Learning how to manage unknowns in your project sounds very tricky and complicated but it isn’t. Every construction project, from design to physical installation will go through numerous processes and challenging situations that can derail the actual purpose of the project.
Every project has known unknowns and unknown unknowns; learning how to managing those risks are crucial for a project life cycle. Below you will find the definition of Know Unknowns and 4 steps to consider that can help you understanding how to act and react upon these circumstances.
What is a Known Unknown
By definition the known unknowns are those things that we are certain we don’t know. These ones are mostly related to experiences and knowledge areas that we or the project team hasn’t had the opportunity to experience but they know that can occur.
Typically this situations are covered by padding the estimate or adding contingency on the contract or task duration. The main purpose is not to allow for it to fail, instead having the means to recover if something were to happen.
Responding to a Known Unknown
The project management team can understand that contingency reserves are used to allocate money and reroutes to manage unknowns, in this case known unknowns. Contingency reserves are discussed with the project sponsor and must be documented in the risk registry and addressed in your risk management plan.
The known unknown must be identified, along with the even that will trigger the risk mitigation process. These types of risks are discussed early on during the project planning process and project sponsor and stakeholders confirm and validate the risk, contingency and response plan.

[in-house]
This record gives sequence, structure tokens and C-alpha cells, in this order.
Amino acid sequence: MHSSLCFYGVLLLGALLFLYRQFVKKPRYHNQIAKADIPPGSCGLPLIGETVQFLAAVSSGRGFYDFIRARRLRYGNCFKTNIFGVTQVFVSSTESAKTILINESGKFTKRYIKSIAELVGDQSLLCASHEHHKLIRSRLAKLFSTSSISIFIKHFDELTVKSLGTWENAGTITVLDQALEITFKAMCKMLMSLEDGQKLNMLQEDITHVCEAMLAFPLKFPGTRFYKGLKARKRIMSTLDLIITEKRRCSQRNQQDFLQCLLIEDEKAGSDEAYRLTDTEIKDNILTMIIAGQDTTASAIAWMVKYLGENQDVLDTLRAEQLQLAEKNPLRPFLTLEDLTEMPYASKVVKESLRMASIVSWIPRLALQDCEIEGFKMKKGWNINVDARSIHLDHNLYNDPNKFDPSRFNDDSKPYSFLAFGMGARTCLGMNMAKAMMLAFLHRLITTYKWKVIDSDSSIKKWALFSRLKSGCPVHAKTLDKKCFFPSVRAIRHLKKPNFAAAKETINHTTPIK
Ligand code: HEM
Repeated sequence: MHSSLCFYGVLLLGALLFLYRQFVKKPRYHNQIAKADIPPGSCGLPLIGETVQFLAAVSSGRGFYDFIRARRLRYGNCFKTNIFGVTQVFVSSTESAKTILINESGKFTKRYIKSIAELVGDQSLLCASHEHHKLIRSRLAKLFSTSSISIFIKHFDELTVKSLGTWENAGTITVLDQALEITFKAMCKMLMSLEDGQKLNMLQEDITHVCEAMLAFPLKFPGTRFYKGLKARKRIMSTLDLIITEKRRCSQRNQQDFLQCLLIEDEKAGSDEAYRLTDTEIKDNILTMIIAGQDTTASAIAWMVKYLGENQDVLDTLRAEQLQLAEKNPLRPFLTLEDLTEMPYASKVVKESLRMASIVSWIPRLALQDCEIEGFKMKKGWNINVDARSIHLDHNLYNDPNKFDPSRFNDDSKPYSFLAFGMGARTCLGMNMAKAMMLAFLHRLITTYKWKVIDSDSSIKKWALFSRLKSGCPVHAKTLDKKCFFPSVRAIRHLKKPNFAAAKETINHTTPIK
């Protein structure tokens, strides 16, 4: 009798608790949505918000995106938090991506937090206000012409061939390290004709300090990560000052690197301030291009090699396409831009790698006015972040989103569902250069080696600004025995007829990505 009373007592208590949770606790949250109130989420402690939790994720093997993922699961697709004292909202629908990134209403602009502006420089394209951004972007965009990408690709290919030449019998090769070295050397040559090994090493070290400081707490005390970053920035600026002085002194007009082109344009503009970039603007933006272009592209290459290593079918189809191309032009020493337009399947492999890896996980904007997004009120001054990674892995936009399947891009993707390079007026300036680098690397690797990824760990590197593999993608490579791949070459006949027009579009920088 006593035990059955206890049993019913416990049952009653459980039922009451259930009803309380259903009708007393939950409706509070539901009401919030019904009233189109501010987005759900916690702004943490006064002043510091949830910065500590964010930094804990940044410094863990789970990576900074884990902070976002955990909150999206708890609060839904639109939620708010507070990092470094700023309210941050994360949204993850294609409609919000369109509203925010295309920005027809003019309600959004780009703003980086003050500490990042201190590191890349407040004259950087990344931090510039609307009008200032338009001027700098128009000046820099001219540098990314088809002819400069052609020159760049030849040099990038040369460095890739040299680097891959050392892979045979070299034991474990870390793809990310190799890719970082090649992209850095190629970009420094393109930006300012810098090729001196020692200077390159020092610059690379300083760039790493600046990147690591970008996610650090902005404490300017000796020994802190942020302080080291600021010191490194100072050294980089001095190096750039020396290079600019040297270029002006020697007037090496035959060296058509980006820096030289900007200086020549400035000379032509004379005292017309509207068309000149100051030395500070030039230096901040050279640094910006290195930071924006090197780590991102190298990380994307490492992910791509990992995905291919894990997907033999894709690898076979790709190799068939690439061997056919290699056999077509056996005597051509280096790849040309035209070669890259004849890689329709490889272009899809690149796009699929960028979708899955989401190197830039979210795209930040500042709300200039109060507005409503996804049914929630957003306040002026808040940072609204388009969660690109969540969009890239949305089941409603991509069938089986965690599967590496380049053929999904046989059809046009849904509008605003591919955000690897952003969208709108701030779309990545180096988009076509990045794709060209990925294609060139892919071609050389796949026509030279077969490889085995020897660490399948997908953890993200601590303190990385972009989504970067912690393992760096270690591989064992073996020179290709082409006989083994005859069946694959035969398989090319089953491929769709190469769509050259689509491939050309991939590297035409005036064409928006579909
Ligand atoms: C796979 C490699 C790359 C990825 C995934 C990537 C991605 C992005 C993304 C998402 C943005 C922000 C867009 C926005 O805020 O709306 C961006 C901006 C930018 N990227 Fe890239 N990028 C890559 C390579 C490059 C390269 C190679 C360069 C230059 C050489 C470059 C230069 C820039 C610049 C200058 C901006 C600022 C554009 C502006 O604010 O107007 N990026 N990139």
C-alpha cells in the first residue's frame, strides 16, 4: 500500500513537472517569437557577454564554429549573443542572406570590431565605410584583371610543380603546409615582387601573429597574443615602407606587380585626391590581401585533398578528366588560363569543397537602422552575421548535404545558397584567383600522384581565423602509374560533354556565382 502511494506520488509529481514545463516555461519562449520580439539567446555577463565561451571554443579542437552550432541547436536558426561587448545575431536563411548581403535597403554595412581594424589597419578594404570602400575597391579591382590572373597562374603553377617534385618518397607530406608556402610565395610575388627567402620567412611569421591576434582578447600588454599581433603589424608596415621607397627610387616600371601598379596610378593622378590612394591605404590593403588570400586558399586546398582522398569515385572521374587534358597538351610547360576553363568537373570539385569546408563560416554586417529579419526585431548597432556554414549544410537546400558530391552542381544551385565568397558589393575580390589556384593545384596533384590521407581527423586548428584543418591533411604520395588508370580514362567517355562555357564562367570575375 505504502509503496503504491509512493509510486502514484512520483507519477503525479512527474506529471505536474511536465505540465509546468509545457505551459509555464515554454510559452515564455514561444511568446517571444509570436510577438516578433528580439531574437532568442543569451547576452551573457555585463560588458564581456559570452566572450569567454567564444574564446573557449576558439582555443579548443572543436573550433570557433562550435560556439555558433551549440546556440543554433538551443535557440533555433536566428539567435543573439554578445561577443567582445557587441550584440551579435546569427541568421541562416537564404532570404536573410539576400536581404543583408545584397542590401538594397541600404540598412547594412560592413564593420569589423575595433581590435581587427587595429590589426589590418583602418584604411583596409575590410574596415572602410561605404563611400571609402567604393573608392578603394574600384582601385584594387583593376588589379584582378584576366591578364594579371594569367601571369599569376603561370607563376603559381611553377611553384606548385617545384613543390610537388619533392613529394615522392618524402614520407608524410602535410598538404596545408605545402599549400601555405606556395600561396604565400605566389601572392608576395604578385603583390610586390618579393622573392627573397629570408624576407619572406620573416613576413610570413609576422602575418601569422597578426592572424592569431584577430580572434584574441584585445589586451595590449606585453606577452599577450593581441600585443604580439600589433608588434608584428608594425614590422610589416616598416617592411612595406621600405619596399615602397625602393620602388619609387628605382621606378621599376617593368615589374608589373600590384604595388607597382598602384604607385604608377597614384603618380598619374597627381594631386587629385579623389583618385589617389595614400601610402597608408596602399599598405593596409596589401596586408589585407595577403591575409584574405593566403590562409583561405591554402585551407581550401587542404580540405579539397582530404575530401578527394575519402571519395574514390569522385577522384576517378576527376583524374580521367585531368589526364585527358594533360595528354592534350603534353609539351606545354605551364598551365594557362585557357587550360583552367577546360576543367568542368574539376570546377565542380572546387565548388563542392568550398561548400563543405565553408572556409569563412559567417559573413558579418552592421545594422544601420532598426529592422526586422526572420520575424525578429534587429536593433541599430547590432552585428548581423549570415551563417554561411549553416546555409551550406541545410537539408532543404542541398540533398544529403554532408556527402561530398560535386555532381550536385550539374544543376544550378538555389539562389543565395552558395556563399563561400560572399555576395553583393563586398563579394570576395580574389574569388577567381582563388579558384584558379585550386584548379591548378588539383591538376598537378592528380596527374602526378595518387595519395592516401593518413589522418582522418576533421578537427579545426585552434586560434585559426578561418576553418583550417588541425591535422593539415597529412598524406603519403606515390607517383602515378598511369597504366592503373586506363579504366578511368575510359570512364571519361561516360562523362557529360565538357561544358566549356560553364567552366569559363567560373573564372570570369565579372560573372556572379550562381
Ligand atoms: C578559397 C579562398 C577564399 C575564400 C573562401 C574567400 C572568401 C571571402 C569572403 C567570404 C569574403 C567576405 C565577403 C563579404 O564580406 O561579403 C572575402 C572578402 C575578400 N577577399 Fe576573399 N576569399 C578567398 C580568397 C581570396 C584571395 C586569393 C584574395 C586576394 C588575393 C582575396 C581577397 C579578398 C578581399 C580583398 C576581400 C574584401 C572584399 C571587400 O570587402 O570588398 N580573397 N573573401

Managing an Unknown Unknown
Unknown unknowns are unidentified risks that are not part of the project scope neither form part of the risk management plan. Unknown unknown happen not only because of situations that trigger these events haven’t been experience before but because the project team has not analyze or brainstorm enough about the possibilities and risks of unprecedented issues.
I understand that some risks are time-dependent, others are progress-dependent while others are just residual risks after a risk has been mitigated. Events that are uncertain in nature and uncertain in consequences fall into this category and a more thorough analysis is needed.
An event must be analyzed in terms of impact, occurrence, consequence and likeliness for it to be considered as an unknown unknown. When all of these areas are not covered by any risk management plan. Then we must need to address the unknown unknown.
Addressing the Unknowns
As we have discussed there are two types of unknown. Contingency reserves will address known unknowns while management reserves are to take care of all other unknowns. The management reserve is only a discretionary quantity that is established at a corporate level or higher hierarchy allocated to address these unknown.
The management reserve it is not part of the project budget and needs to have management authorization in order to be released towards the project costs. When you are over budget because of performance issues, the management reserve is not to be used.
Fallback plans and schedule compression techniques, such as fast tracking and crashing, are great to manage known unknowns and those costs are part of the contingency reserve.
Analyzing the Unknowns
The process of managing the unknowns is a specialized task that requires SMEs contribution, management approval and risk response plan. Some of the most frequent tools used during the analysis process are:
- Percentage of cost
- Monte Carlo Simulation
- EMV or Expected Monetary Value and,
- Decision Tree Analysis
Each one of these techniques will use a systematic approach analysis costs and consequences that are part of the contingency reserve plan. The Monte Carlo simulation is used to review all the possible outcomes and probabilities of any given action upon an unknown situation. The decision tree analysis is used to determine the path and choices available when a decision is taken. The cost is tied to a percentage of likeliness of an event from happening.
The EVM is a tool that works great when a project has multiple risks that are likely to happen. The more risks identified the better the contingency reserve is calculated and designed to cover all the unknown situations. The analysis takes into consideration that risks are independent and because some of them might not happen, you can use those assigned funds to cover other areas of risk.
How did you find this article? Did you learn something new or do you have your own take on how to manage unknowns? Let us know in the comments below.